Underground nuclear explosions were not prohibited by the 1963 Treaty, although both in the Treaty preamble and Article I, the LTBT parties pledged to seek "the discontinuance of all test explosions of nuclear weapons for all time...."

The United States and Soviet Union agreed in the spring of 1974 to pursue the possibilities of further restrictions on nuclear testing. Accordingly, a team of U.S. experts was sent to Moscow for technical talks.

Agreement on the Threshold Test Ban Treaty was reached during the summit meeting in Moscow in July 1974. The Treaty included a protocol which detailed technical data to be exchanged and which limited weapon testing to specific designated test sites to assist verification. The data to be exchanged included information on the geographical boundaries and geology of the testing areas. Geological data -- including such factors as density of rock formation, water saturation, and depth of the water table -- are useful in verifying test yields because the seismic signal produced by a given underground nuclear explosion varies with these factors at the test location. After an actual test has taken place, the geographic coordinates of the test location are to be furnished to the other party, to help in placing the test in the proper geological setting and thus in assessing the yield.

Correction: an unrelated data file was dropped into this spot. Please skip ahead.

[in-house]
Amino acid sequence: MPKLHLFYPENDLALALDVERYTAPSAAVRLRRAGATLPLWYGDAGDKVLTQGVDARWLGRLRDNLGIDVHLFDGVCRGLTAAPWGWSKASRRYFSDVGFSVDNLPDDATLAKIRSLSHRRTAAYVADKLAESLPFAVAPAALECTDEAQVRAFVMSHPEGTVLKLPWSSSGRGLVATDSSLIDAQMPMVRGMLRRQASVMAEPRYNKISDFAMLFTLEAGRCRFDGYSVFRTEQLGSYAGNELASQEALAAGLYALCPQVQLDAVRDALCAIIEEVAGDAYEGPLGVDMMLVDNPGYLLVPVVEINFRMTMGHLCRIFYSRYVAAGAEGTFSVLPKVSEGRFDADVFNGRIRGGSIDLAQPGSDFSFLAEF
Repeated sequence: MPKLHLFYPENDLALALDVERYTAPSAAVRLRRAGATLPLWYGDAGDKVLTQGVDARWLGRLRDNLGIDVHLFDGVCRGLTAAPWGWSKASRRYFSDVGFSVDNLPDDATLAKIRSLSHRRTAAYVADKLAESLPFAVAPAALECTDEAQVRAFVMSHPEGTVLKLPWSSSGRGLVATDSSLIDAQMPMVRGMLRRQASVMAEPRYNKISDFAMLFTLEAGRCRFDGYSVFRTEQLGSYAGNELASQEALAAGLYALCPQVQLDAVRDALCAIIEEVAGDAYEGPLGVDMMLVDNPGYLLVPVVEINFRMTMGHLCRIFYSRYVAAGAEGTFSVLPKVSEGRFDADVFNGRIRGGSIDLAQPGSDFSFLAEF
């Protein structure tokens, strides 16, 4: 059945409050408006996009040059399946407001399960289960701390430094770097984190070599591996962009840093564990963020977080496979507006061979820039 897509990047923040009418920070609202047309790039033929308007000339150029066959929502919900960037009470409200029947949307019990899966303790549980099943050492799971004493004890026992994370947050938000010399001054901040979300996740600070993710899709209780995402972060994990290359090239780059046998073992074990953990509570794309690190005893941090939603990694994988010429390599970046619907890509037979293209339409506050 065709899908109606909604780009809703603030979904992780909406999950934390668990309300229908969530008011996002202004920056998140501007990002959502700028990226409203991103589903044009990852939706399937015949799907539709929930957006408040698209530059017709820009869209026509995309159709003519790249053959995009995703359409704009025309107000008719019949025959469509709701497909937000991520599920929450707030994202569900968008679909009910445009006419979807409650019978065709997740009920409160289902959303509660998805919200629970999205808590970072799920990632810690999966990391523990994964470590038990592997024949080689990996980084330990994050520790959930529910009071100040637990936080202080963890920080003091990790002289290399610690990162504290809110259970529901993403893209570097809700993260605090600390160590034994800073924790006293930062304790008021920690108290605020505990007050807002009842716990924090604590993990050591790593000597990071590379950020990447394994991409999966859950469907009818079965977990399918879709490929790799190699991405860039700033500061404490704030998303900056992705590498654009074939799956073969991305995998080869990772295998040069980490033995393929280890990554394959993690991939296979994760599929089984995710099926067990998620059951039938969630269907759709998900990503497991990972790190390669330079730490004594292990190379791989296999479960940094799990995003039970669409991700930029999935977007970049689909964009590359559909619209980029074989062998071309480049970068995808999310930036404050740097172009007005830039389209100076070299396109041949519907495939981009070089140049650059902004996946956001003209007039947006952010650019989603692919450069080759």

The Treaty also stipulates that data will be exchanged on a certain number of tests for calibration purposes. By establishing the correlation between stated yields of explosions at the specified sites and the seismic signals produced, this exchange improved assessments by both parties of the yields of explosions based primarily on the measurements derived from their seismic instruments. The tests used for calibration purposes may be tests conducted in the past or new tests.

Agreement to exchange the detailed data described above represented a significant degree of direct cooperation by the two major nuclear powers in the effort to control nuclear weapons. For the first time, each party agreed to make available to the other data relating to its nuclear weapons test program.

The technical problems associated with a yield threshold were recognized by the sides in the spring of 1974. In this context the Soviet Union mentioned the idea of some kind of a "mistakes" understanding concerning occasional, minor, unintended breaches. Discussions on the subject of such an understanding took place in the autumn of 1974 and in the spring of 1976. The Soviet Union was informed by the United States that the understanding reached would be included as part of the public record associated with submitting the Treaty to the Senate for advice and consent to ratification. The entire understanding is as follows: